The story “How Miami became the most important city in America” on the Financial Times this month made us think about the difference in how Miamians and Americans from other cities see this multicultural, sun-bathed metropolis. For locals arriving to the US through the top floor of terminal E in Miami International Airport, Miami is typical US. For Americans from other cities, Miami with its Art Deco hotels, over the top consumer culture, and English as a second language is a profoundly weird and a little embarrassing place, like the odd relative who parties too hard. Since Verb is a Miami company, we thought we can help reconcile the differences. There are political, historical, and cultural reasons why Miami is so different from other American cities.
Start with its political organization. Miami looks big but it is the 41st American city by population. Miami is not even the largest city in Florida, an honor that goes to Jacksonville on the state’s northeast, near the border with Georgia, with nearly 1 million inhabitants according to the 2020 census. Miami seems so big because it is one of 34 cities in Miami-Dade County. Though Miami is the main city in the county by population, with over 454,000 people, being its mayor is only a part-time job. That makes mayor Francis Suarez’s accomplishments even more impressive. The city of Miami proper doesn’t include Miami Beach, for example. The county with all its cities adds up to 2.7 million people, and if you add to that the population of Broward County to the north, you get to 4.7 million.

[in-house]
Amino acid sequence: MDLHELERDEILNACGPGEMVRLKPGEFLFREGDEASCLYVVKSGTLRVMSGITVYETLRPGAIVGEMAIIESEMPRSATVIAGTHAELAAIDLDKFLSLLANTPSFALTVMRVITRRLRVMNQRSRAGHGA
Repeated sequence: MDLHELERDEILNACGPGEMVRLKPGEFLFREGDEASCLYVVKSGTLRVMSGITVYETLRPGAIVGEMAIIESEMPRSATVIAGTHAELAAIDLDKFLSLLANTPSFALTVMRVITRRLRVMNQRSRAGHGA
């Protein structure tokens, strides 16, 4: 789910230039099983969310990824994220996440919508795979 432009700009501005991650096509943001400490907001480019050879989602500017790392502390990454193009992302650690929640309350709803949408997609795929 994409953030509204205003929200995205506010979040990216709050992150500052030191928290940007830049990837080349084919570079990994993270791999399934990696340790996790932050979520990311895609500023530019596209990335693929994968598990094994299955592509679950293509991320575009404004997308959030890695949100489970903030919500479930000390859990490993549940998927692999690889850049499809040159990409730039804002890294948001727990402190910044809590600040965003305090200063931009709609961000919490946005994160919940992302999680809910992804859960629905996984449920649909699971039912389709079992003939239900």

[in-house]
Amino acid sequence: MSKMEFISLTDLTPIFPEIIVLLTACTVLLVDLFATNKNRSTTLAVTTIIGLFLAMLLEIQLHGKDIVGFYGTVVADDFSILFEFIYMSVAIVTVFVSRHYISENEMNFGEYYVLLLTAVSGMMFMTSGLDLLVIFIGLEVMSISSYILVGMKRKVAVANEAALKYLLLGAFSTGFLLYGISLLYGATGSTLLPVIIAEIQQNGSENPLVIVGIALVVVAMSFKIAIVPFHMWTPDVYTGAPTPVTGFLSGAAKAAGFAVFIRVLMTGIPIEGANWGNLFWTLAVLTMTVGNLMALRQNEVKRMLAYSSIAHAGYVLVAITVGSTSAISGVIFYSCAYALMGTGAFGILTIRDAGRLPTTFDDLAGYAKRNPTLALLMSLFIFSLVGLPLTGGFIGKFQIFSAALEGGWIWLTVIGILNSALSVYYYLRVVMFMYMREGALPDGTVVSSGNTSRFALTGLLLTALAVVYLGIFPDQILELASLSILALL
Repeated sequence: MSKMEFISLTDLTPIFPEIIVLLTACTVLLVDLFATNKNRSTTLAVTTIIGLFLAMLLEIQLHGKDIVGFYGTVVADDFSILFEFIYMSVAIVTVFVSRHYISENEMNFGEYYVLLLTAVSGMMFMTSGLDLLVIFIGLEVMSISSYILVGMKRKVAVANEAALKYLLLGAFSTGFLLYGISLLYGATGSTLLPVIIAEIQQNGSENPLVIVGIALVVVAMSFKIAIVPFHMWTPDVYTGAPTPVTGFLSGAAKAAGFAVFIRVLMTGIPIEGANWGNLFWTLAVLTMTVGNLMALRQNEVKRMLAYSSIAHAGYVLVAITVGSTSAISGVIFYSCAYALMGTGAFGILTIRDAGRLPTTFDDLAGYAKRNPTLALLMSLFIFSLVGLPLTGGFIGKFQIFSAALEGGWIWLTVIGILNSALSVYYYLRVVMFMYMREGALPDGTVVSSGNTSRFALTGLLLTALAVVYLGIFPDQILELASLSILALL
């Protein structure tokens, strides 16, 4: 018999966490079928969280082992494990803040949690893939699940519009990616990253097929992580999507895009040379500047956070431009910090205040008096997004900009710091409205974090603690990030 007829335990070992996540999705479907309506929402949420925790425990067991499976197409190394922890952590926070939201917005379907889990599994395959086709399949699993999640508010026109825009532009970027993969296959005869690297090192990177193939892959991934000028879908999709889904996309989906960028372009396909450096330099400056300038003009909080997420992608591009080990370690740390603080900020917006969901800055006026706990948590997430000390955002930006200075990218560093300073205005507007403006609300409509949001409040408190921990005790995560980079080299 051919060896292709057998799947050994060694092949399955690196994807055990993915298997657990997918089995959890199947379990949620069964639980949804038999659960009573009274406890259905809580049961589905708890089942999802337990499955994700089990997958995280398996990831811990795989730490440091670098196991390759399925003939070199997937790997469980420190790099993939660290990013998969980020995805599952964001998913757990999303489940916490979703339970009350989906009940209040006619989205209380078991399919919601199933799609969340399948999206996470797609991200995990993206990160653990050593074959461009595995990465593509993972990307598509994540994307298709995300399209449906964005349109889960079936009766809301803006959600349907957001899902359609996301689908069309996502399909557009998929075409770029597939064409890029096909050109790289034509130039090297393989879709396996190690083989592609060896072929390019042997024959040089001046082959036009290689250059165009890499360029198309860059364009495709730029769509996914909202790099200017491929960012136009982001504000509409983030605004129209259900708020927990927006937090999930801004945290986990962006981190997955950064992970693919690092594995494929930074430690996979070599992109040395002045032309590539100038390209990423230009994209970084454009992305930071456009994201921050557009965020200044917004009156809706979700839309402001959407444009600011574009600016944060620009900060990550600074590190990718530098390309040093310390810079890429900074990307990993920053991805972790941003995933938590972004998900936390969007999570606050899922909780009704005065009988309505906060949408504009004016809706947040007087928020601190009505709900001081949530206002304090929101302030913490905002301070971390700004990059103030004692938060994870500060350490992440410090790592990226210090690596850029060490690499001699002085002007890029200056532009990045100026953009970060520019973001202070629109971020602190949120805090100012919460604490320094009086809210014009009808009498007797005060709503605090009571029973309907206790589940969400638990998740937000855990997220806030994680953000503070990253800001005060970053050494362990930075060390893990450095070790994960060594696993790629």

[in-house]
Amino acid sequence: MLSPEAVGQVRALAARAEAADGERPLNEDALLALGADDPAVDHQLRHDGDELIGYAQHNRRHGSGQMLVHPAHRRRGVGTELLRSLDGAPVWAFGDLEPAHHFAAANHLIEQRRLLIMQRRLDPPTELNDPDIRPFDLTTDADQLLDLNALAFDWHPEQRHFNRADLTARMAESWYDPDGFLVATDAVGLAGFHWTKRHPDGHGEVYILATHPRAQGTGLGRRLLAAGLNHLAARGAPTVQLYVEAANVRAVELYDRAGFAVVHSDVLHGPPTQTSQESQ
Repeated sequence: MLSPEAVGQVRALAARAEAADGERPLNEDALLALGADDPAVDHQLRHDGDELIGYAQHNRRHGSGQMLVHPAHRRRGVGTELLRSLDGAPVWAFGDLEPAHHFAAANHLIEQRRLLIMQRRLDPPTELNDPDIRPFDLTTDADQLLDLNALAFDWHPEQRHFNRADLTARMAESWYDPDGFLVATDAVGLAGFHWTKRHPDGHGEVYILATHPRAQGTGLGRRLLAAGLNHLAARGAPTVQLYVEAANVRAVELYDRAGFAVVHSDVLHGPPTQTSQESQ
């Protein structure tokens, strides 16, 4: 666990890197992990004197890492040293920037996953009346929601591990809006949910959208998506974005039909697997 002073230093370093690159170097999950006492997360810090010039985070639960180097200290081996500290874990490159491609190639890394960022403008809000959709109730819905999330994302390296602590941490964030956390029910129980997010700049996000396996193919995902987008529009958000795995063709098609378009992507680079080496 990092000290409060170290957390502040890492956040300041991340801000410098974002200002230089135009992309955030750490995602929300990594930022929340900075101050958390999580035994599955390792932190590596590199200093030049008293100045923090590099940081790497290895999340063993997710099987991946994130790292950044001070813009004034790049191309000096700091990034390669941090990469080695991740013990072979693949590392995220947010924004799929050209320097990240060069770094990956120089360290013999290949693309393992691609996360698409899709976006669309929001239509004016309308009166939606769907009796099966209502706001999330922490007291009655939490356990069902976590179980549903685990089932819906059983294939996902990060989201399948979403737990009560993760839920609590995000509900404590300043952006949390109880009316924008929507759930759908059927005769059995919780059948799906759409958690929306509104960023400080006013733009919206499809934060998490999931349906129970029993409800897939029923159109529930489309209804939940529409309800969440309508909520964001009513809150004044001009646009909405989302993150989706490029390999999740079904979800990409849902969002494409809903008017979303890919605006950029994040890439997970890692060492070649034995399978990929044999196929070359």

Now that you know more about southeast Florida counties, you are ready for the second important difference about Miami: it is not the only nor the first place in the US with that name. Miami County in Ohio was established in 1806, a full 90 years before the city of Miami was incorporated in Florida. Miami County, Ohio is named after the Miami tribe, or the “people of the Great Lakes,” who now mostly live in Miami, Oklahoma. Miami, Florida is named after the Miami River which runs through the city. It takes its name from a Native American word for “big lake,” for Okeechobee Lake, the head waters of the Everglades.
Enough about this perplexing history. You can excuse people from the north for only remembering Miami after the 1980s pastel-colored TV blockbuster show Miami Vice. Much less kind is any reference to cocaine or the war on drugs, which many Latin-American families were escaping from when they arrived in Miami. You don’t need a lot of Spanish to understand the culture. After all, American immigrants in Miami are striving to assimilate, prosper, and speak flawless English. But you can still find a ventanita. Get a top-notch cafecito and show some respect for the culture that is Miami. In Miami, everyone around you knows that the good thing about Miami is that it is in the US.